While Gov. Greg Abbott declared school finance reform a top priority in his State of the State address Tuesday, local school leaders speculated on how a pair of bills intended to limit an essential source of school funding would affect their districts.

Lawmakers in both chambers of the Texas Legislature announced identical bills last week intended to curb property tax growth by restricting the amount of revenue local governments can collect without voter approval. The governor went a step further Tuesday by declaring school finance reform and teacher pay raises emergency items, the Texas Tribune reported.

But for local school districts, the path forward remains unclear until more details emerge of how the legislation would affect state funding of schools. Waco and Midway ISDs significantly rely on property tax revenue to fund their school programs and pay their teachers.

“The system as it is designed today is heavily dependent upon the property tax,” Midway Superintendent George Kazanas said. “That is a fundamental issue that has to be addressed.”

Under the state’s proposal, taxing entities, including school districts, would have to hold an election if they want to set a tax rate that would bring a 2.5 percent increase in revenue from existing properties.

The bills follow a decadelong trend of shifting the burden of school funding from the state level to the local level. Since 2008, overall per-pupil funding has declined, while the state’s share of funding has dropped from 45 percent to 35 percent, according to the Texas Tribune.

The emphasis of the new bills is on reducing property taxes and not financing schools, said Chandra Villanueva, program director of economic opportunity at the Center for Public Policy Priorities, an Austin-based nonprofit focused on improving quality of life for all Texans through public policy.

To stay under the 2.5 percent revenue-growth cap, wealthy school districts where property values are increasing, such as Midway, could have to reduce their tax rates to avoid an election, raising equity concerns, Villanueva said. Those lower tax rates would encourage new businesses to build in those areas, encouraging growth in places already rich in economic opportunity and creating more inequity. This system would “chip away at equity,” she said.

Midway ISD receives about 20 percent of its funding from the state and 80 percent from local property tax revenue, with a minute amount coming from the federal government, Assistant Superintendent for Finance Wesley Brooks said.

“Our property taxes increase as the values increase, even though the district tax rate stays the same,” Brooks said. “As the values increase and the tax revenue increases, the state share is reduced.”

If the school finance system remains unchanged under the tax reform proposals, Midway ISD would receive less of its funding from local taxes and the state would make up the difference, Brooks said. But that is only if the current system stays in place.

Ultimately, that is the question school districts are facing with the proposed legislation, Waco ISD Chief Financial Officer Sheryl Davis said. It’s difficult to predict the effects of the tax reform without knowing whether the state will change how it funds schools, Davis said.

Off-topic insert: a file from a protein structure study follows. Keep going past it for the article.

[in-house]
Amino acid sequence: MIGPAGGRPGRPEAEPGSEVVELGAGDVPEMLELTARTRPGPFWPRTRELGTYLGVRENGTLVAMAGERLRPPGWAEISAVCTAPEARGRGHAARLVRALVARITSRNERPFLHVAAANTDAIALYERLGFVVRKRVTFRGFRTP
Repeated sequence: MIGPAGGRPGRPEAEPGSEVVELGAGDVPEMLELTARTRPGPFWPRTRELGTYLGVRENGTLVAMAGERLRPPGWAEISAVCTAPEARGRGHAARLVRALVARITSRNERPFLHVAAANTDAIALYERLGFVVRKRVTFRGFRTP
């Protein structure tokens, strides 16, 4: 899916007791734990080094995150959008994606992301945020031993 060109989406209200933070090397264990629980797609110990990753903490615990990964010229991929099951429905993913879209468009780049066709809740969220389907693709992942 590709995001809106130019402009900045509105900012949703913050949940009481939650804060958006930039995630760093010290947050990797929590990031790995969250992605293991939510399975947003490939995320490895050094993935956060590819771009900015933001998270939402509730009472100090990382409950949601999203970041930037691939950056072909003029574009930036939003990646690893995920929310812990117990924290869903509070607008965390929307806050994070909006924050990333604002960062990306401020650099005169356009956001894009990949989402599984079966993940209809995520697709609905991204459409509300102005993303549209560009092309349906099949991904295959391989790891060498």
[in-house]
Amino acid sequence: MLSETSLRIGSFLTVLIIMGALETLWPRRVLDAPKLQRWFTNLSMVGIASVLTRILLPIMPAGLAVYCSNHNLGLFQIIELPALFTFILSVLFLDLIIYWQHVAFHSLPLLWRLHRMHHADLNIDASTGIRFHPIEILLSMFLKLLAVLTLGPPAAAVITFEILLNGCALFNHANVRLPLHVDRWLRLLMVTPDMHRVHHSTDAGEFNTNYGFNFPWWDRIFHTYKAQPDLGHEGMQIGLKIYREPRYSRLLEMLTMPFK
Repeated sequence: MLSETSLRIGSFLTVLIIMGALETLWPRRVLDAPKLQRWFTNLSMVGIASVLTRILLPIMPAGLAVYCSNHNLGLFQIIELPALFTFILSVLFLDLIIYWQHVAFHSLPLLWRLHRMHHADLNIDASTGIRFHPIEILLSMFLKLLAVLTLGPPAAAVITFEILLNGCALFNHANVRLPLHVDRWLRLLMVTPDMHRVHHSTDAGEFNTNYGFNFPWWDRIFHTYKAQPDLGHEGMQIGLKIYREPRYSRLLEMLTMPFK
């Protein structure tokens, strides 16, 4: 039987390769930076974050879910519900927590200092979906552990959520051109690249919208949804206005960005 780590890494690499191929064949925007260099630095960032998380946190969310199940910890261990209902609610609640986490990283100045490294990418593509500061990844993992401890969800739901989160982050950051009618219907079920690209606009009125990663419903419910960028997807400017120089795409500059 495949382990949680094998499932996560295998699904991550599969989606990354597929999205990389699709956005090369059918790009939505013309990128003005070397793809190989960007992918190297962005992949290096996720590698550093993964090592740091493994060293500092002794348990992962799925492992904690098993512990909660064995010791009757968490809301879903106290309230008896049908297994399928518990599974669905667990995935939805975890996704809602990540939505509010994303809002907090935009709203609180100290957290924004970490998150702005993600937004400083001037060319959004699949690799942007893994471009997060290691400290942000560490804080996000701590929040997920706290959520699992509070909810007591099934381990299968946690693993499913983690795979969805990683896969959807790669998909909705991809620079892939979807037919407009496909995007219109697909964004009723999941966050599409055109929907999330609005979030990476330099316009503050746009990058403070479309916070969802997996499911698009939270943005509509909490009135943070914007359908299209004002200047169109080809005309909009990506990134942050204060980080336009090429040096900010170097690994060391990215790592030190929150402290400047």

Waco ISD got 47.5 percent of its funding from the state and 50 percent from local taxes this year, Davis said. The rest comes from the federal government. This is the first year local revenue has exceeded state revenue for the school district.

State funding has not grown for schools, so the only increase in funding school districts have seen is from local taxes, Davis said. The bills do not address this issue.

“It’s just one more limitation on what we can do to generate revenue and no more limitations on what we’re being asked to do,” she said.

With the revenue-growth cap in place and no additional state funding, the cost-of-living salary increase Waco ISD typically gives employees each year could eat up the entire budget, school board President Pat Atkins said.

“I’m a strong believer in local control,” Atkins said. “We’re in the best position to make decisions that impact Waco. Anytime the state Legislature or federal government tries to usurp local control is cause for concern.”

Atkins said the limits the tax reform bills would put on school districts would need to be offset by state money, which he has not seen addressed on the state level.

“If there is little to no additional state funding included with this legislation, then there would be a tremendous impact on Waco ISD,” he said.

Kazanas said there has been discussion in Austin of increasing the state’s share of public education funding but that no sustainable source of funding has been identified.

Brooke Crum joined the Tribune-Herald as the education reporter in January 2019. She has worked for the Springfield News-Leader in Missouri, Abilene Reporter-News, Beaumont Enterprise and the Port Arthur News. Crum graduated from TCU in Fort Worth.

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